Residents who are lucky enough to see the grey man and wise enough to heed his warning always find their homes undamaged after a storm. Encounters with the Grey Man have taken place before every major hurricane that’s struck the island for more than two hundred years.
Such was the case of Jim and Clara Moore who encountered the mysterious figure just two days before Hurricane Hugo roared ashore.
“We were taking a walk late in the afternoon, which we usually do,” Jim said in an episode of Unsolved Mysteries. “You see so many people walking on the beach at that time of day. That particular afternoon we only saw the one, and he was coming directly toward us. When I got within speaking distance, I raised my hand to say ‘hi’ or ‘beautiful evening’ and he disappeared.”
Hurricane Hugo decimated most homes on Pawleys Island, but the Moores’ home suffered little damage. Clara attributes their good fortune to the Grey Man and the Lord.
Though eyewitness accounts vary, most people describe the Grey Man as a figure dressed in all grey clothing. The man usually appears on the beach—either stepping out of the dunes or waving to boaters from the shore—before vanishing without saying a word. Most of the sightings occur in Pawleys Island, though the figure has been known to travel. One fisherman spotted the Grey Man in Murrells Inlet, a coastal town about 10 miles north of Pawleys Island.
“I had been out on my boat nearly the entire day and the sun was beginning to set,” the man said. “I was going to do one more sweep of the Inlet for oysters when I noticed a man standing alone on the shore, waving to me. As my boat drew closer to him, I realized he wasn’t waving at all. He had his hand out as if he was telling me to stop. He was dressed in all gray and looked like an old pirate. I couldn’t believe what I saw. I literally rubbed my eyes and looked again. He was gone.”
The Ghost of Alice Flagg
The most famous ghost of Murrells Inlet is Alice Belin Flagg (1833-1849). According to legend, Alice roams the shores of Murrells Inlet, searching for a ring she received from a young man her family did not approve of. As she lay in bed ill with a fever, her brother discovered the ring on a ribbon around her neck, became enraged, and flung it into the inlet.
As sister to the wealthy Dr. Allard Flagg, the owner of Wachesaw Plantation, Alice was expected to marry well. But the fates had other plans. Alice fell in love with a lumberman. Of course, Dr. Flagg intended to put an end to this, and he ordered Alice to return the lumberman’s ring and sent her away to boarding school in Charleston.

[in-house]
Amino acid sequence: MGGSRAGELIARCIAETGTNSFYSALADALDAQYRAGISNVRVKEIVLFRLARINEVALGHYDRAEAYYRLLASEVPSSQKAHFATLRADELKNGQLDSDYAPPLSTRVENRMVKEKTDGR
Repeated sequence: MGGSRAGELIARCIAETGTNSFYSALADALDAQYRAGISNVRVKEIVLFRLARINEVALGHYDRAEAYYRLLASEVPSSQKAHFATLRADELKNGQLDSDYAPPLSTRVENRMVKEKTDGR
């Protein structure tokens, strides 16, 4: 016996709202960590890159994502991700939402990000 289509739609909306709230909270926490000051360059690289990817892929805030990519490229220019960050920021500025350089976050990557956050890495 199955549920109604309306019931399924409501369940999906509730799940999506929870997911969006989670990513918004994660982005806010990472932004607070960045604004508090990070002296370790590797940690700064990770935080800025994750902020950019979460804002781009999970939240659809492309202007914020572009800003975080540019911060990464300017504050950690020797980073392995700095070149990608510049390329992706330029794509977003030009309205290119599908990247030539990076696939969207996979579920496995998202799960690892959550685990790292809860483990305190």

There, Alice contracted malaria and returned home to Pawley’s. Before she died, Dr. Flagg discovered the ring still secreted around Alice’s neck, and in his anger, threw it into the marsh. With each day Alice grew sicker, but she never forgot her precious ring.
She died, begging for it with her last breath.
Soon after her death, Alice began appearing at her former mansion, the Hermitage, and her final resting place beneath the ancient oaks and palmetto trees just off the highway at the All Saints Church cemetery in Pawleys Island. The church was a land grant from King George and has graced these hallowed grounds since 1739. Dr. Flagg buried his sister beneath a simple concrete slab in All Saint’s Cemetery, inscribed with only her name: Alice.
For years, many people have glimpsed the ghost of Alice wandering the cemetery and surrounding marsh looking for her ring. It is said if a person can walk backward thirteen times around her grave without stumbling, Alice will appear and will find her treasured ring. Dressed in a white wedding gown, she is said to try and snatch rings from women’s fingers.
Alice is also said to be seen combing the creekside in Murrells Inlet in search of her lost treasure.
At The Trembley Group, we pride ourselves on being the experts at more than just selling real estate. We are local residents, some of us have been here for a lifetime. The rest of us will be here until the end of time. We love living, working, and playing in the diverse backyard of Coastal Carolina, and look forward to helping you live and love your dreams soon too. Please reach out to us by phone or email for personalized service and one-on-one advice.